OAP arrested over 'Lady in the Lake' murder after woman found dead, gagged & dumped 34 YEARS AGO

A PENSIONER has been arrested over the Lady in the Lake murder after a woman was gagged and dumped in the water 34 years ago.

Shani Warren, 26, was discovered submerged in a lake in Taplow, Buckinghamshire, in April 1987.


The case was one of the Thames Valley Police's most obscure unsolved murders and today detectives revealed they have arrested a 65-year-old man on suspicion of Shani's murder.

"Officers have arrested a man in connection with a murder that occurred in 1987," a spokesman for the force said in a statement.

"The 65-year-old man was arrested this morning and is currently in police custody.

"He was arrested on suspicion of the murder of Shani Warren, whose body was found in a lake at Taplow in April 1987."

No further details of the suspect have been given.

Shani disappeared from her house in Stoke Poges on April 17, 1987, which she shared with two housemates and had been bought for by her parents.

After mowing the lawn, she set off in her car to dispose of the grass cuttings at the compost heap at her parents' home in Gerrards Cross, but she never returned.

Her body was found the next day at 6.30pm in the Taplow lake by Marjorie Arnold who was out walking her dog.

The German Shepherd showed an unusual interest in something in the lake and when Arnold investigated, she stumbled across Shani's bound and gagged body lying face-down in the water.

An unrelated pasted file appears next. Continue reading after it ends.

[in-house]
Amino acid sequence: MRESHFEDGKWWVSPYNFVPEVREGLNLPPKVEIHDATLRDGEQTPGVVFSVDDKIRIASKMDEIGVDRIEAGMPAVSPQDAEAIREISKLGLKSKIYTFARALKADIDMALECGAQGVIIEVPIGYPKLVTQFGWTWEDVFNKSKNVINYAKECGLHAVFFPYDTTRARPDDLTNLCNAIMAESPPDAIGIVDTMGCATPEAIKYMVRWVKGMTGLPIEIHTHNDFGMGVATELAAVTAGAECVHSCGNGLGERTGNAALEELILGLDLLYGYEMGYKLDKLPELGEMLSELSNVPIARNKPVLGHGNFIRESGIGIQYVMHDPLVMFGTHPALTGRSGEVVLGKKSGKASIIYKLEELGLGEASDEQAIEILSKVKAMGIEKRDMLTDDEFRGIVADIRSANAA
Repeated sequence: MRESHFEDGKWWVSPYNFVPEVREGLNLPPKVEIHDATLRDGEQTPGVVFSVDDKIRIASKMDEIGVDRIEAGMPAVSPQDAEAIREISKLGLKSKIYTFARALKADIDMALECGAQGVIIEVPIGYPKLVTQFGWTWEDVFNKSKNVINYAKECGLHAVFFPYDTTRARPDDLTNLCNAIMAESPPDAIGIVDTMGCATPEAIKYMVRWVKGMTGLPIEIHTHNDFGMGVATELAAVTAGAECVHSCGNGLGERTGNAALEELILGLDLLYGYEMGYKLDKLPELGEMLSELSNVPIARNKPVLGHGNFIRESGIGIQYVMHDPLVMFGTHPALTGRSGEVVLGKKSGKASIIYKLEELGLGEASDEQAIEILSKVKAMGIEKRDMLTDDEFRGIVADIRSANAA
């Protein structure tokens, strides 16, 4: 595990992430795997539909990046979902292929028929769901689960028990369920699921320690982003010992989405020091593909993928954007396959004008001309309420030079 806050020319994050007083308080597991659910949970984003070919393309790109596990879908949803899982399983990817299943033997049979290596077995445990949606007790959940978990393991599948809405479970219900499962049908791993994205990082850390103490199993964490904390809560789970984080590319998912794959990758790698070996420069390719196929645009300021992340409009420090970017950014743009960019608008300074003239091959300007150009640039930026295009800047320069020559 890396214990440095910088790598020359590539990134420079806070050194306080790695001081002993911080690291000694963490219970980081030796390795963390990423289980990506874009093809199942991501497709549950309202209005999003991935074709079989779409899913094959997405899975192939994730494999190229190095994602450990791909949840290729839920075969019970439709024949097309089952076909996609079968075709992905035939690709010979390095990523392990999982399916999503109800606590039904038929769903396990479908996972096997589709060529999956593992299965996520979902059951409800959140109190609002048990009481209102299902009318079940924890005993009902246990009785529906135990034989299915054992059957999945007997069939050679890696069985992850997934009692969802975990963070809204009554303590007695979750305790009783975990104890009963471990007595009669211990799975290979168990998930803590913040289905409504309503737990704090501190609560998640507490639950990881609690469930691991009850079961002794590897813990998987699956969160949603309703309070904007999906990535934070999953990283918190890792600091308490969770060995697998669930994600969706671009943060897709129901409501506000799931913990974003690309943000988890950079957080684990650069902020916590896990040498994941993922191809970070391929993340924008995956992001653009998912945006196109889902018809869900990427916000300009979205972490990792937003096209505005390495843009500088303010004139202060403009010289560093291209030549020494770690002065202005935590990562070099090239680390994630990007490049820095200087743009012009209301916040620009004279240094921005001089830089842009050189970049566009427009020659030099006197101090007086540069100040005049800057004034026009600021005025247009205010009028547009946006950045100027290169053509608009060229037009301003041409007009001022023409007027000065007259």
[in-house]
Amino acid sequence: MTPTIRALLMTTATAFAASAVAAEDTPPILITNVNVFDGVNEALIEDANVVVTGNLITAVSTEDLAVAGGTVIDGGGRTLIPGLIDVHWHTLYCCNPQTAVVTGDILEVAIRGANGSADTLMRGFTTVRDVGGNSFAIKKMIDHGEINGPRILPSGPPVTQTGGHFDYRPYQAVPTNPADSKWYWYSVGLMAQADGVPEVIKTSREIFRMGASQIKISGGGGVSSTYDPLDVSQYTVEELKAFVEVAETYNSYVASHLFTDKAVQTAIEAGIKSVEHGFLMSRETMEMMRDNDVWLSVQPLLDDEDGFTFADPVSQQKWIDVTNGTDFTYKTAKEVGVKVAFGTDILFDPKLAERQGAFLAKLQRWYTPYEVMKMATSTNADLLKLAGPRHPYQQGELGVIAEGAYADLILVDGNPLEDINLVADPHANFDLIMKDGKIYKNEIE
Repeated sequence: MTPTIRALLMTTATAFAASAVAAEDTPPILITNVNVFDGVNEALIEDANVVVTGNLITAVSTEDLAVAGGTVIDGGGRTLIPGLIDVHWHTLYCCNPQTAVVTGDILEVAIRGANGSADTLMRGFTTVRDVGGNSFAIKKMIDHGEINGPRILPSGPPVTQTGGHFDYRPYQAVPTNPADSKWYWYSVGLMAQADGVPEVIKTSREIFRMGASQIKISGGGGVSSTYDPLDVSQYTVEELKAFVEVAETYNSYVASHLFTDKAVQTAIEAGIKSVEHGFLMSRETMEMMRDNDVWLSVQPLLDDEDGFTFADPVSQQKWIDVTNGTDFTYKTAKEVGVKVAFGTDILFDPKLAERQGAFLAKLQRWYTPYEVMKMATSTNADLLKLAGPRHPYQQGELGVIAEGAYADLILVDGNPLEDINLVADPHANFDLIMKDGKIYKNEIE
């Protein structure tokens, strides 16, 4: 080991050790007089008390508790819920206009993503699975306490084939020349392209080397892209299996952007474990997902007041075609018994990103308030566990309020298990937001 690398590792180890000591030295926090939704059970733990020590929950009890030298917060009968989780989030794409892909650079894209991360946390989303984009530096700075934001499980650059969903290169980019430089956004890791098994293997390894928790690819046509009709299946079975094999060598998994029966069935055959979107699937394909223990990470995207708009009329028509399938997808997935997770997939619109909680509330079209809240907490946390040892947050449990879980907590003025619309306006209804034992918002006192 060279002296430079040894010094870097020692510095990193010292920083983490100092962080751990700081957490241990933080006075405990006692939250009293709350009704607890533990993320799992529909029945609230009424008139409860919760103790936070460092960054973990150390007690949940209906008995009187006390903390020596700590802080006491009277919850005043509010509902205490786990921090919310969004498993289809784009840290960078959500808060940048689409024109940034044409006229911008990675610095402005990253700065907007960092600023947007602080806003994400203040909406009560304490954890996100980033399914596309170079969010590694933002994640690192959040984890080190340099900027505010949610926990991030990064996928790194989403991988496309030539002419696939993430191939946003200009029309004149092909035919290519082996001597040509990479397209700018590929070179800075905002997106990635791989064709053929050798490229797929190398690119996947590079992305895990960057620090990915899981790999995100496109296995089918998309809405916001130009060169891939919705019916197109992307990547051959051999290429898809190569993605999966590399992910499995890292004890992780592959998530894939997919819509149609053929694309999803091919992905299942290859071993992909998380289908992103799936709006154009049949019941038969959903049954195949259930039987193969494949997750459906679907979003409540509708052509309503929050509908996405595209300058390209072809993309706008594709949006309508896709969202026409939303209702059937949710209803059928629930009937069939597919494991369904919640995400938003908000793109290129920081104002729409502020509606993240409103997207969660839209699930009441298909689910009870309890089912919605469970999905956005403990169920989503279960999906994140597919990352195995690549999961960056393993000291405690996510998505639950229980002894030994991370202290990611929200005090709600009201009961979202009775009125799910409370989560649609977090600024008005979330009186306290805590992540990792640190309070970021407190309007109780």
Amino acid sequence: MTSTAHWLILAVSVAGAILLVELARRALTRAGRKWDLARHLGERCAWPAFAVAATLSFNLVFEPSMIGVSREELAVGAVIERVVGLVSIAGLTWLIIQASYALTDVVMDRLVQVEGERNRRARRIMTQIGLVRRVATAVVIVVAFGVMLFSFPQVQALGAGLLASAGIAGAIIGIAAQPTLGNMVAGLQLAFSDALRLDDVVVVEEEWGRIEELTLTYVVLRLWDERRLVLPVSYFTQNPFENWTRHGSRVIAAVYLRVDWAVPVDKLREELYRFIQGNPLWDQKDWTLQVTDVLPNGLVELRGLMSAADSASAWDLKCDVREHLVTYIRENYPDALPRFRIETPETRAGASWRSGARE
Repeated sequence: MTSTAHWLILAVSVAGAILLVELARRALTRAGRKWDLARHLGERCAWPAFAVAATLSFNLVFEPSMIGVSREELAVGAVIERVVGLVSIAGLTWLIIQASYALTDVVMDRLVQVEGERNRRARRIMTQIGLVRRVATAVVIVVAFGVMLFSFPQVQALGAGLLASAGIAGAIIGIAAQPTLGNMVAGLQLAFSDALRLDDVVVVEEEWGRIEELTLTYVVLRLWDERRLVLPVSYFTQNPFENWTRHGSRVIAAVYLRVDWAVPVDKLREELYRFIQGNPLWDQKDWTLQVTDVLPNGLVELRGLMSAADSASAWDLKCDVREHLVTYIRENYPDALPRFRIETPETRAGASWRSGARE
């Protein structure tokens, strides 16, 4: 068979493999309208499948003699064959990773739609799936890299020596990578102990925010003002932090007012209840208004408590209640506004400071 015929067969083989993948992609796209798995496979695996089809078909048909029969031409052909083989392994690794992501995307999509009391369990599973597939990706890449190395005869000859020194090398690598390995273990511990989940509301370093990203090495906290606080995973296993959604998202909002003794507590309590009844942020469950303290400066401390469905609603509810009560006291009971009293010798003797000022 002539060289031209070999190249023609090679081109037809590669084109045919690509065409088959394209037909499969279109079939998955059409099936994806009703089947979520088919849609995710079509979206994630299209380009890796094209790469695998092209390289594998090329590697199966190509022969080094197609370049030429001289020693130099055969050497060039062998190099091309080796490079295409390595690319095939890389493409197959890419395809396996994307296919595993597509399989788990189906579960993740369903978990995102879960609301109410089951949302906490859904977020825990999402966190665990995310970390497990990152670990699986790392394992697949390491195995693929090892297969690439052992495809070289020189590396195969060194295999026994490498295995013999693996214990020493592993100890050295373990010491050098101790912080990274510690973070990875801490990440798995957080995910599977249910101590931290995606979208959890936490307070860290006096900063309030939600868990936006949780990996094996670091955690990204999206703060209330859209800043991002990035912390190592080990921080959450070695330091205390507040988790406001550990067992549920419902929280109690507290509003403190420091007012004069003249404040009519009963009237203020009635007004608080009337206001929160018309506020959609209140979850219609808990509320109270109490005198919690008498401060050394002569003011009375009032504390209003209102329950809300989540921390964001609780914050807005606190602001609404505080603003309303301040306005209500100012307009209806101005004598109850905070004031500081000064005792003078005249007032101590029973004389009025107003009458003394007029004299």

Shani had been sexually assaulted, gagged and bound, and died from drowning, investigators found.

Before her body was discovered, a lorry driver saw her car parked in a lay-by on the nearby A4, where he planned to park up for the night.

The car had been left unlocked, with one door slightly open, and some of Shani's personal belongings were found in the undergrowth near the vehicle, according to a reconstruction on BBC TV series Crimewatch.

Despite the airtime on Crimewatch, no one was ever apprehended for her murder and the coroner at the time recorded an open verdict.

For the first three days after Shani's body was found, cops treated her death as a suicide.

A murder probe was only launched after a full-scale post-mortem examination – wasting three valuable days of investigation.

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